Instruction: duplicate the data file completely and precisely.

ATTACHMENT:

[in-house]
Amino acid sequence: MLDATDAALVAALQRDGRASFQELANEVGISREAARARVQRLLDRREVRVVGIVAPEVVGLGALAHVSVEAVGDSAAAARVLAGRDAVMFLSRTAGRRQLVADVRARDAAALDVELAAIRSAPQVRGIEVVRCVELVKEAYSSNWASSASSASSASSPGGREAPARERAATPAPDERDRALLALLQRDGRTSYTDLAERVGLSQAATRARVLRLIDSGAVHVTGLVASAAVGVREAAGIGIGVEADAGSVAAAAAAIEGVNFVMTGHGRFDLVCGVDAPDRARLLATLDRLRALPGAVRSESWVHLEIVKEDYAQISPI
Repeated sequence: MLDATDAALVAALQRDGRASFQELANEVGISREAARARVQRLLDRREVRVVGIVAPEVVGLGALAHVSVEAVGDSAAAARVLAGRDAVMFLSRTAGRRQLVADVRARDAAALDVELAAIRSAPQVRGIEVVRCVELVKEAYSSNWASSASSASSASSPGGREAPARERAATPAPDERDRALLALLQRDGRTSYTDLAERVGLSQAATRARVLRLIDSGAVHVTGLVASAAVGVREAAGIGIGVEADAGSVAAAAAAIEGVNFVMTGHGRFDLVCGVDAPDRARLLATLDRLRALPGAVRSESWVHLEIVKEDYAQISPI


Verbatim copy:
[in-house]
Amino acid sequence: MLDATDAALVAALQRDGRASFQELANEVGISREAARARVQRLLDRREVRVVGIVAPEVVGLGALAHVSVEAVGDSAAAARVLAGRDAVMFLSRTAGRRQLVADVRARDAAALDVELAAIRSAPQVRGIEVVRCVELVKEAYSSNWASSASSASSASSPGGREAPARERAATPAPDERDRALLALLQRDGRTSYTDLAERVGLSQAATRARVLRLIDSGAVHVTGLVASAAVGVREAAGIGIGVEADAGSVAAAAAAIEGVNFVMTGHGRFDLVCGVDAPDRARLLATLDRLRALPGAVRSESWVHLEIVKEDYAQISPI
Repeated sequence: MLDATDAALVAALQRDGRASFQELANEVGISREAARARVQRLLDRREVRVVGIVAPEVVGLGALAHVSVEAVGDSAAAARVLAGRDAVMFLSRTAGRRQLVADVRARDAAALDVELAAIRSAPQVRGIEVVRCVELVKEAYSSNWASSASSASSASSPGGREAPARERAATPAPDERDRALLALLQRDGRTSYTDLAERVGLSQAATRARVLRLIDSGAVHVTGLVASAAVGVREAAGIGIGVEADAGSVAAAAAAIEGVNFVMTGHGRFDLVCGVDAPDRARLLATLDRLRALPGAVRSESWVHLEIVKEDYAQISPI